Petrus or Pierre Alamire (c. 1470–June 26, 1536) was a German-Dutch music copyist, composer, instrumentalist, mining engineer, merchant, and diplomat, of the Renaissance, who was one of the most skilled music scribes of his time, and many now-famous works of Franco-Flemish composers owe their survival to his renowned illuminated manuscript copies; in addition he was a spy for the court of Henry VIII of England. He was born around 1470 with the probable birth name Peter van den Hove (or Imhoff, Imhove), to a family of merchants in Nuremberg, Bavaria, Holy Roman Empire but came to the Seventeen Provinces (Holland) at an early age. Alamire was not his real name; the name was a musical reference, “A” (the musical pitch) plus the solfege syllables “la”, “mi” and “re” (scale steps six, three and two respectively). Most likely his actual name was van den Hove although details on his family background are slim.
In the late 1490s he began to receive commissions for work in the Low Countries, for example at ‘s-Hertogenbosch and Antwerp, where his impressive skill at musical copying and illuminating were immediately valued. This was the period when the explosion of musical creativity in the Low Countries was at its highest; that region was producing more composers than all of the rest of Europe combined, and these composers were emigrating into other areas, especially into royal and aristocratic courts who had the means to employ them. By 1503 Alamire had already created an edition of music for Philip I of Castile, and by 1509 he was an employee of Archduke Charles, shortly to become Charles V, Holy Roman Emperor. His manuscripts became extremely valuable as gifts, as most European nobility at the time prized music, and many votes for the upcoming election of the Holy Roman Emperor would need to be bought.
Alamire moved from Antwerp to Mechelen sometime between 1505 and 1516. Although he traveled frequently, Mechelen was to remain his permanent home from 1516 on. Between 1515 and 1518, under cover as a merchant of manuscripts, chaplain, singer, and instrumentalist, he traveled between London and the continent, as a spy for Henry VIII against the pretender to the English throne, Richard de la Pole, who mainly resided in Metz. He was aided in this enterprise by a Flemish sackbut player, Hans Nagel. In June 1516, he went to the Kingdom of England for instruction by the king and Cardinal Thomas Wolsey, carrying music manuscripts and instruments along with him.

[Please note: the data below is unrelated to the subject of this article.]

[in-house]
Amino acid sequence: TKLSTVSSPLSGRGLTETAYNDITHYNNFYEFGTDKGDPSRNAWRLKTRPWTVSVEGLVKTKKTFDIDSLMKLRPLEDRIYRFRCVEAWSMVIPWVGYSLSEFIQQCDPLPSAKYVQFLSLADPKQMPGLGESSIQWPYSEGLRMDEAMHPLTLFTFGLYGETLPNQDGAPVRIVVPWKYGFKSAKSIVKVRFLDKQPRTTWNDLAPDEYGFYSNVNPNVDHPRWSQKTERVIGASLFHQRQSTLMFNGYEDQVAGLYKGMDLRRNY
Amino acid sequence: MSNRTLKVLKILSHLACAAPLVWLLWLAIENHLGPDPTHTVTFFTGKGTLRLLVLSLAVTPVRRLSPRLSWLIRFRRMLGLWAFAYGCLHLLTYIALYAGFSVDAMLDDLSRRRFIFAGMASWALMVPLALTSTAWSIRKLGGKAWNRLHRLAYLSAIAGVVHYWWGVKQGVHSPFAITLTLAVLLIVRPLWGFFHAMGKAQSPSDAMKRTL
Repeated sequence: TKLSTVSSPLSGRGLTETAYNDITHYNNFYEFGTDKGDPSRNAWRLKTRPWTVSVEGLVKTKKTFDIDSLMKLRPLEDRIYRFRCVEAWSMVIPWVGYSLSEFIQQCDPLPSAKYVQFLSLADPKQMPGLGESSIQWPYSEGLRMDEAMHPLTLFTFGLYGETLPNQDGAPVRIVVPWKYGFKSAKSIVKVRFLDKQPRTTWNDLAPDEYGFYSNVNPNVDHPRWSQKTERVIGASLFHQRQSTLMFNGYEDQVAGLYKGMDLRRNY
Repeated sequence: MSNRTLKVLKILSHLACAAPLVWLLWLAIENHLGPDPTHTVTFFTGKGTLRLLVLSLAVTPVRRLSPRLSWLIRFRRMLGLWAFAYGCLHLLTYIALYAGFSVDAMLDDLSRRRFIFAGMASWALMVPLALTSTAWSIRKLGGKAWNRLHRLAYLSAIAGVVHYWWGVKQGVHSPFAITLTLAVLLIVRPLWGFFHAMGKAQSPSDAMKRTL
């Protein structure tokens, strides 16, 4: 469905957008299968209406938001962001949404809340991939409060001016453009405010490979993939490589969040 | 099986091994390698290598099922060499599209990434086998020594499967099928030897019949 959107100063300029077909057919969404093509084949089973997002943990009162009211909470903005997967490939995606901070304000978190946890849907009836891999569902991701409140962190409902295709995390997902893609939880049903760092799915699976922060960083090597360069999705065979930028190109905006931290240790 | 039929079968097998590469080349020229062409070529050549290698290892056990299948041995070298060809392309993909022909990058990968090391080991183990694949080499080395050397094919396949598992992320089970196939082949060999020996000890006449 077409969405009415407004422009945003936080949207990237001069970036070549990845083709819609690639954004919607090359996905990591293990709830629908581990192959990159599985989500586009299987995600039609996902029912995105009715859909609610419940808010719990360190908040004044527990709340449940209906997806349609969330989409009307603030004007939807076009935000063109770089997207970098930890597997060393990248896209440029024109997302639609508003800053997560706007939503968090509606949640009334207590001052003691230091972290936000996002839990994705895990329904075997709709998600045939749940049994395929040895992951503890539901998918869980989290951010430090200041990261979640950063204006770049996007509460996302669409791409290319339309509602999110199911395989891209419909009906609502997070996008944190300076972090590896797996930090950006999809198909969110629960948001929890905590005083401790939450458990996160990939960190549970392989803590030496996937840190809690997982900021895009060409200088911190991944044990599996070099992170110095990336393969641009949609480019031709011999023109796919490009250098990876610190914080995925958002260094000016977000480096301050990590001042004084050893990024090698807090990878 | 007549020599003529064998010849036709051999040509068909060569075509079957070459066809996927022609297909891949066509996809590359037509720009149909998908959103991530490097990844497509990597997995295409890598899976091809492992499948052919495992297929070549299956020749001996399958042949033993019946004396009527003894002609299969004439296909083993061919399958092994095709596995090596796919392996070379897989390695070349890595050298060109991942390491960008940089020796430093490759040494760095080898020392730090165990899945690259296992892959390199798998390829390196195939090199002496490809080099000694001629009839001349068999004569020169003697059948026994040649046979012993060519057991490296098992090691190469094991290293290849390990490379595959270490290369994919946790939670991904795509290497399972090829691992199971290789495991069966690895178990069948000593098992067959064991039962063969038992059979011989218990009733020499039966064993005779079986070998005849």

Henry VIII and Wolsey came to distrust him, however, and indeed soon learned that he was working as a counter-spy for de la Pole himself; Alamire, valuing his head, wisely never returned to England after this discovery. Unsurprisingly, few English composers are represented in his manuscripts. During the 1520s Alamire was a diplomat and courtier in addition to continuing his activity as a music illustrator and copyist. He carried letters between many of the leading humanists of the time. Erasmus described him as “not unwitty”, and Alamire’s frequent commentary on contemporary singers and players bears this out; many of his letters survive, and they are filled with epigrams and clever insults. Music was not his only skill; he received a generous payment on behalf of King Christian III of Denmark for instruction in the “craft of mining” (unless that was a metaphor for spying; but more details of this commission are not known).
Fifty-one calligraphic manuscripts and ten fragments survive from the workshop of Alamire. They form the largest set of northern Renaissance sources extant, offering us over six hundred polyphonic masses, motets, and secular songs, by some seventy composers. Most of the works of the first rank of Franco-Flemish composers are represented in Alamire’s manuscripts, including Johannes Ockeghem, Josquin des Prez, Pierre Moulu, Heinrich Isaac, Adrian Willaert, and Pierre de la Rue; indeed de la Rue, the favorite composer of Margaret of Austria, has by far the most pieces of any composer, and almost his entire output is preserved in Alamire’s manuscript collection.
Manuscripts copied by Alamire can be found in many European libraries, including the Habsburg court library in Vienna, in London (the Henry VIII manuscript), the Vatican (a manuscript for Pope Leo X), Brussels, Munich, and Jena, which has the court books for Frederick III, Elector of Saxony. Only one work is attributed with certainty to Alamire, a four-part instrumental piece Tandernaken op den Rijn; however his evident skill and experience as a composer suggests that many of the anonymous works of the time may be his. In 1534 Alamire received a generous pension from Maria of Austria, for whom he had written a number of manuscripts in the early 1530s, and he disappears from court records after that time. He died at Mechelen on June 26, 1536.
The following work by Petrus Alamire is contained in my collection:
T’andernaken auff dem Rheine.
—material selected, adapted, and edited from several different sources